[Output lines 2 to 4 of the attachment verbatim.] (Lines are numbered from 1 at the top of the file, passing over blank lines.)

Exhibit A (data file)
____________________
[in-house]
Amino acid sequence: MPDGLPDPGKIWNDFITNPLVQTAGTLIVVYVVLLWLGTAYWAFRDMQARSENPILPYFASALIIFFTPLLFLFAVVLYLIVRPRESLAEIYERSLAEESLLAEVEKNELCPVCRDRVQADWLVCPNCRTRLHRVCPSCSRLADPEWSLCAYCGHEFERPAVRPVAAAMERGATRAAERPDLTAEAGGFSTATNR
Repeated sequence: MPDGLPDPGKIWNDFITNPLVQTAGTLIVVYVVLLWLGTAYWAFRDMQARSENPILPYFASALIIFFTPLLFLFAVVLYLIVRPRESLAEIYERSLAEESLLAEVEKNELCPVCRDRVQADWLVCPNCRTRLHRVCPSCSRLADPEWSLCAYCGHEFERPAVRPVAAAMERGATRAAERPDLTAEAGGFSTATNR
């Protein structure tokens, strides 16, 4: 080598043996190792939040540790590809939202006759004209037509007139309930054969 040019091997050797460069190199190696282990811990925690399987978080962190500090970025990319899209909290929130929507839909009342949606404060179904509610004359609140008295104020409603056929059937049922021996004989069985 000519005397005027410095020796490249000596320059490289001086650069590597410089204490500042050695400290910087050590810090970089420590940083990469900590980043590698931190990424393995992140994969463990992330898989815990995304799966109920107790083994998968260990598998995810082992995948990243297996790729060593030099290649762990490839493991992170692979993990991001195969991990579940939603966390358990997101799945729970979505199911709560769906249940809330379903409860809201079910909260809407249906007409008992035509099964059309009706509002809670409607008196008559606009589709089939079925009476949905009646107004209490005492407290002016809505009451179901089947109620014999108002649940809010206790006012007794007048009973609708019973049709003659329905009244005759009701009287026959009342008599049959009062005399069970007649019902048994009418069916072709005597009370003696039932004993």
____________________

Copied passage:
Amino acid sequence: MPDGLPDPGKIWNDFITNPLVQTAGTLIVVYVVLLWLGTAYWAFRDMQARSENPILPYFASALIIFFTPLLFLFAVVLYLIVRPRESLAEIYERSLAEESLLAEVEKNELCPVCRDRVQADWLVCPNCRTRLHRVCPSCSRLADPEWSLCAYCGHEFERPAVRPVAAAMERGATRAAERPDLTAEAGGFSTATNR
Repeated sequence: MPDGLPDPGKIWNDFITNPLVQTAGTLIVVYVVLLWLGTAYWAFRDMQARSENPILPYFASALIIFFTPLLFLFAVVLYLIVRPRESLAEIYERSLAEESLLAEVEKNELCPVCRDRVQADWLVCPNCRTRLHRVCPSCSRLADPEWSLCAYCGHEFERPAVRPVAAAMERGATRAAERPDLTAEAGGFSTATNR
């Protein structure tokens, strides 16, 4: 080598043996190792939040540790590809939202006759004209037509007139309930054969 040019091997050797460069190199190696282990811990925690399987978080962190500090970025990319899209909290929130929507839909009342949606404060179904509610004359609140008295104020409603056929059937049922021996004989069985 000519005397005027410095020796490249000596320059490289001086650069590597410089204490500042050695400290910087050590810090970089420590940083990469900590980043590698931190990424393995992140994969463990992330898989815990995304799966109920107790083994998968260990598998995810082992995948990243297996790729060593030099290649762990490839493991992170692979993990991001195969991990579940939603966390358990997101799945729970979505199911709560769906249940809330379903409860809201079910909260809407249906007409008992035509099964059309009706509002809670409607008196008559606009589709089939079925009476949905009646107004209490005492407290002016809505009451179901089947109620014999108002649940809010206790006012007794007048009973609708019973049709003659329905009244005759009701009287026959009342008599049959009062005399069970007649019902048994009418069916072709005597009370003696039932004993």